The predominant argument against partial knee arthroplasty is the higher early failure rate within the first 5 years, which has been demonstrated in most national registries. While in some registries this difference in failure rates is double for partial knee replacement, the failures comprise less than 5% of all partial arthroplasties performed. This must be contrasted against ample evidence of improved kinematics, decreased hospital and rehabilitation time, lowered infection rate and improved patient satisfaction of partial knee replacement compared with total knee replacement.

Management of hip disorders

Just as in knee arthritis, chondral loss in hip osteoarthritis is not uniform, with certain parts of the femoral and acetabular articular surface remaining largely intact until the later stages of the disease. This opens up the possibility of partial hip replacement once the pathologic malalignment is addressed.

In the arena of femoroacetabular impingement, current “bumpectomy” strategies, such as osteochondroplasty and rim resection, may decrease symptoms, but may not change the natural history of the disease. As with the knee, as navigation techniques improve and our understanding of what normal alignment should be increases, it may be possible to reposition acetabulae and femora to within a certain “safe” window. As with the knee, this should be facilitated by arthroscopic assistance and navigated cutting tools. Percutaneous or limited open fixation strategies will also likely be developed.

Once malalignment is corrected, partial resurfacing of areas of chondral loss may become more successful. In fact, there are already products developed that allow partial resurfacing of the femoral head in cases of osteonecrosis with collapse or traumatic defects. These would include metal, polymeric, allograft or tissue-engineered dowel grafts, as well as engineered or prosthetic bipolar “inlay grafts” in which preparation of the acetabular recipient bed also allows access to the damaged portion of the femoral head without hip dislocation.

More precise targeting of lesions in the femoral head and acetabulum will allow surgeons to remove diseased portions of the head through a transosseus approach, replacing them with prostheses or moldable polymers.

Current projections for increased demand for hip and knee arthroplasty are based on an increase of Americans at risk (for example older than a certain age) for replacement. Whether early intervention will affect the number of patients who develop end-stage arthritis and require total arthroplasty is still not clear, but there are likely savings to the health care system if the increasing incidence of total joint arthroplasty can be slowed.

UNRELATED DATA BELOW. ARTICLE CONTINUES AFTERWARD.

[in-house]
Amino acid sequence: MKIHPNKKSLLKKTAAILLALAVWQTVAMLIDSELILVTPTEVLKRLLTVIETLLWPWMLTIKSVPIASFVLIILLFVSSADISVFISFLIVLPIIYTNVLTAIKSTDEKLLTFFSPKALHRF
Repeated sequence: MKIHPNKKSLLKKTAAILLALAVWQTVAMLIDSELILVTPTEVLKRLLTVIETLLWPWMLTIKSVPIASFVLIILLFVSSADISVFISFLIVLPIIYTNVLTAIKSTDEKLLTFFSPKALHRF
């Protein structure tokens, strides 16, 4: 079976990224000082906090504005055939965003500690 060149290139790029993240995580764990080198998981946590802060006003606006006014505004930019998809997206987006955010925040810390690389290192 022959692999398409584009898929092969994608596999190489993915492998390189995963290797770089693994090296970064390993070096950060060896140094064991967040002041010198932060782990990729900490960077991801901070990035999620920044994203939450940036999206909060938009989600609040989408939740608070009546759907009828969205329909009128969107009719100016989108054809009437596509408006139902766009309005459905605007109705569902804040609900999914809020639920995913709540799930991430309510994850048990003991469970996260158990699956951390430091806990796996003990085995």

References:

Riddle DR et al. Extent of tibiofemoral osteoarthritis prior to knee arthroplasty: Multicenter data from the osteoarthritis initiative.J Bone Joint Surg Am, In review.

Disclosures:

Anthony M. DiGioia, III, MD, is the editor of Emerging Technology & Innovation. He can be reached at Renaissance Orthopaedics, PC, and Pittsburgh, Pennsylvania Innovation Center, Magee-Women’s Hospital of UPMC, Pittsburgh; email: tony@pfcusa.org.

William A. Jiranek, MD, is the chief, Adult Reconstruction Section, in the Department of Orthopaedic Surgery, Virginia Commonwealth University Health System, 9000 Stony Point Parkway, Richmond, VA, 23139; 804-228-4162; email: wjiranek@gmail.com.

DiGioia is a shareholder in Blue Belt Technologies. Jiranek is a consultant and receives royalties from DePuy, and is an American Association of Hip and Knee Surgeons board member.s we enter our sixth decade of total hip replacement and our fifth decade of total knee replacement, the orthopedic community can take pride in the substantial improvements that have been made in these operations which produce validated improvements in patients’ lives.